The Price War node is designed to simulate how Competitors might dynamically respond to a changing competitive environment over multiple Rounds of Battle.
At the beginning of each Round of Battle, each Competitor will conduct Private Experiments by continuously changing the Price of a small set of Focus Products until a Maximization Goal is reached. Other Competitors cannot see these Private Experiments. The Maximization Goal can be to maximize Profit, Revenue, or Quantity Sold. While only the Competitor's selected 'Focus Products' will change Price, the Maximization Goal will be evaluated across all of the Competitor's Products. The Private Experiments always assume that the other Competitors in the Market maintain their existing Prices.
For example, a Retailer may wish to maximize Profitability across their entire Store by changing the Price of one or two Focus Products. The Retailer will first secretly conduct a series of Private Experiments by raising and lowering the Price of those selected Focus Products until the total Store Profit is maximized. The Retailer will then push these Maximizing Prices out to the rest of the Market with an Expected Result of increased Profits.
Unfortunately, each of the other Retailers in the Market are all following exactly the same methodology. Each Competitor secretly conducts their own Private Experiments, then all Competitors push out their Maximizing Prices to the rest of the Market at the same time. As a result, there will be a difference between the Expected Results of the Competitors and the Actual Results from the Market.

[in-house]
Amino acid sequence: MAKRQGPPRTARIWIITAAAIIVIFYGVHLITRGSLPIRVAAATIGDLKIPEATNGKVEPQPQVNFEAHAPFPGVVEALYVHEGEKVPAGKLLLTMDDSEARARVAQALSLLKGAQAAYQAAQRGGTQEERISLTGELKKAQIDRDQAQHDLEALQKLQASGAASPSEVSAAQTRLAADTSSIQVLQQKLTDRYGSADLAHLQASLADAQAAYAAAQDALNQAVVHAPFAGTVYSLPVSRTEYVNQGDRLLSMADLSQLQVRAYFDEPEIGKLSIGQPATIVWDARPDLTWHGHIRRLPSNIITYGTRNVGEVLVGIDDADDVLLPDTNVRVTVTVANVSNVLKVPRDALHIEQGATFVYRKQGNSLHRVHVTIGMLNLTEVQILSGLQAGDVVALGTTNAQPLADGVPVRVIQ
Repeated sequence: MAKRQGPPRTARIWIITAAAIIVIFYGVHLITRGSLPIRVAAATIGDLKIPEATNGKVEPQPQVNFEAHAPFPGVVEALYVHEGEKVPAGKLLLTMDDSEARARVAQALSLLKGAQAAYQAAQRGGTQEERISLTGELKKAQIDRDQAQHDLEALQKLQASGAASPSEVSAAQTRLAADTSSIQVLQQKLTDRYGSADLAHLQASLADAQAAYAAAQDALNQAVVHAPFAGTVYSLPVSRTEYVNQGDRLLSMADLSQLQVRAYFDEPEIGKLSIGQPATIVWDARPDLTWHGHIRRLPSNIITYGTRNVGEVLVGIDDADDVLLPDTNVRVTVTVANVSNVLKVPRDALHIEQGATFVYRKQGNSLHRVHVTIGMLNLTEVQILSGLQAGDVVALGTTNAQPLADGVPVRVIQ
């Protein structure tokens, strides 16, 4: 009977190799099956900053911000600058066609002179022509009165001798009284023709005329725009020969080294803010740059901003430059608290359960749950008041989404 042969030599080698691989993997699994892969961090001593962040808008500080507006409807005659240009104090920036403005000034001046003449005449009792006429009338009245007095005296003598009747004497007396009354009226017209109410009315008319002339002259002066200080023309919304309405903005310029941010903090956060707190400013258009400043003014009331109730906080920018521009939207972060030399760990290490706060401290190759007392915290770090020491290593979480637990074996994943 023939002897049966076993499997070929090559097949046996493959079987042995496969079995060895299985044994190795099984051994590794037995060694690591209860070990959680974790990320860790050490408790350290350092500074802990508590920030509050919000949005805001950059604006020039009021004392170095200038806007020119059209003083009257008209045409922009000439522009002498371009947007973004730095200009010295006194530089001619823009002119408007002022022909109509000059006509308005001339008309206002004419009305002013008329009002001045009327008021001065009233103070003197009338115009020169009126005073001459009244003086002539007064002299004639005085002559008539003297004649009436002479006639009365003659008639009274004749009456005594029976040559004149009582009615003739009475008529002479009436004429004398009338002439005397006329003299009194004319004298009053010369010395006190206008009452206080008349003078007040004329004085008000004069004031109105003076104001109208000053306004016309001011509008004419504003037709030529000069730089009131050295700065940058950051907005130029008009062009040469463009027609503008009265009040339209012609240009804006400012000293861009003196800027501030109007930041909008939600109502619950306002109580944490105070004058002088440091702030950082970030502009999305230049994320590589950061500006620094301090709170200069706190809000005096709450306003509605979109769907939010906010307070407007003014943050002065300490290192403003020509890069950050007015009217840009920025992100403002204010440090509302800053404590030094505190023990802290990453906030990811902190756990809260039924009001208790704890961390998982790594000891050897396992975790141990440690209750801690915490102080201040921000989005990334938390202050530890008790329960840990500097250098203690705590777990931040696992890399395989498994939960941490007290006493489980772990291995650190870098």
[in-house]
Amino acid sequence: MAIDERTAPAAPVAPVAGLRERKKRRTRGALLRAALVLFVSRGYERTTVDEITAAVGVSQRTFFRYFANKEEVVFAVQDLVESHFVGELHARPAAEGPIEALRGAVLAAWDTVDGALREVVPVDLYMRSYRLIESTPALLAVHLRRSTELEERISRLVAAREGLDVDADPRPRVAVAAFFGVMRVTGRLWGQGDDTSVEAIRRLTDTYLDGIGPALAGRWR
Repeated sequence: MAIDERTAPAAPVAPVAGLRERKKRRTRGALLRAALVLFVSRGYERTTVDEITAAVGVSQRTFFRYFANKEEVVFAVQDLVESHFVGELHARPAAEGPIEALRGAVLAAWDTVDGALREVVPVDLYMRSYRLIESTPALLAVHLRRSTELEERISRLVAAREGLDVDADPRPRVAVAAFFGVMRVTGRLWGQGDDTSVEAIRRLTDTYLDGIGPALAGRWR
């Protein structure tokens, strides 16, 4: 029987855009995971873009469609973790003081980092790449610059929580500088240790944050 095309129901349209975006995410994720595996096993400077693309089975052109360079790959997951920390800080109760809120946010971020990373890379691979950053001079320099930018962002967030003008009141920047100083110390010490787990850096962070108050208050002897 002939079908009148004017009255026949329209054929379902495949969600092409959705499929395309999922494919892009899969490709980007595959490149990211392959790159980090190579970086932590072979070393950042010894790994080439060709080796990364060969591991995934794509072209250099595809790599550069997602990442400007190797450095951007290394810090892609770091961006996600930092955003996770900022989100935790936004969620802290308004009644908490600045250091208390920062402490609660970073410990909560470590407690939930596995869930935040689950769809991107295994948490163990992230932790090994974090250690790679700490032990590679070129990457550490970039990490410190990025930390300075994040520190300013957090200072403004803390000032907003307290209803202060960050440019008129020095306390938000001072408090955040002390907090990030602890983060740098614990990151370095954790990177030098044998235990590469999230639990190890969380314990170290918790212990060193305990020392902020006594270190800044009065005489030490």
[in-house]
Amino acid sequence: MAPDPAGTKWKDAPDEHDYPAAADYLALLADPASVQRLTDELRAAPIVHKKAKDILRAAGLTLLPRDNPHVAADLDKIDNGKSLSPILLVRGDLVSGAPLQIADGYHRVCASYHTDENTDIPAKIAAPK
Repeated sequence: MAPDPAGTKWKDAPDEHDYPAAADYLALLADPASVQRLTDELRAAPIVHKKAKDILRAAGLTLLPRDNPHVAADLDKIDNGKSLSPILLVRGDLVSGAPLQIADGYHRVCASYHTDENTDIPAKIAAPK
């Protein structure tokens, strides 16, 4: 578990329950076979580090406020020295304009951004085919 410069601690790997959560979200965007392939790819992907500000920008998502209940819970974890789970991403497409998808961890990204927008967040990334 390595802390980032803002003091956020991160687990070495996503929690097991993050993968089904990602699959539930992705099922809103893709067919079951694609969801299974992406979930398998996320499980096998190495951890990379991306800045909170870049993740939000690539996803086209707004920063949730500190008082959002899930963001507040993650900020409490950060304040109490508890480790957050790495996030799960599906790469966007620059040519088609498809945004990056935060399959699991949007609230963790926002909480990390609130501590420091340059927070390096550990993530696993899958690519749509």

The Price War continues in this fashion for the number of 'Rounds of Battle' specified by the user. Competitors always following the same methodology and never anticipating that other Competitors might also change Prices.
A dynamic Price Equilibrium is often the outcome of the Price War node. For example, Competitors might drive Price down when the Expected Result is increased Profit, but will then increase Price after discovering the other Competitors have also set lower Prices. This orbiting chaotic decrease - increase - decrease - increase dynamic Price Equilibrium can carry on indefinitely.
But the Price War node can also be used to find a static Price Equilibrium across all Competitors. A static 'Price Equilibrium' is found after many Rounds of Battle when the allowed Price 'Adjustment Percentage' gets increasingly small. At this static equilibrium point, Competitors are generally as happy as can be expected given ever tightening Market dynamics - they neither wish to raise nor lower their Price.
To find a static 'Price Equilibrium' follow these steps:
(a) Set a high 'Starting Adjustment Percentage' of around 16%,
(b) Set a low 'Ending Adjustment Percentage' of around 0.25%,
(c) Set the 'Maximum Number of Tuning Adjustments' to '-1' (this is very important otherwise this static 'Price Equilibrium' methodology won't work),
(d) Set a high number of 'Rounds of Battle' of around 100 to give Competitors a chance to find their best Price points. As each Competitor makes just a single Private Experiment each Round, the algorithm should run reasonably quickly.
The Price War node can find the Price Equilibrium point even when Product Costs are changing dynamically. Dynamic Costs depend both upon how many Customers purchase the Product and which are the Customers who purchase. The average Cost To Make (CTM) a Product might decrease as the Quantity sold increases. Or Customers with a higher Cost To Serve (CTS) might start buying the Product if it starts getting very cheap. The Price Equilibrium point which maximizes Profitability takes into account these dynamically changing Costs.
More Help: Examples and sample workflows can be found at the Scientific Strategy website: www.scientificstrategy.com.
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To use this node in KNIME, install the extension Market Simulation nodes by Scientific Strategy for KNIME - Community Edition from the below update site following our NodePit Product and Node Installation Guide:
A zipped version of the software site can be downloaded here.
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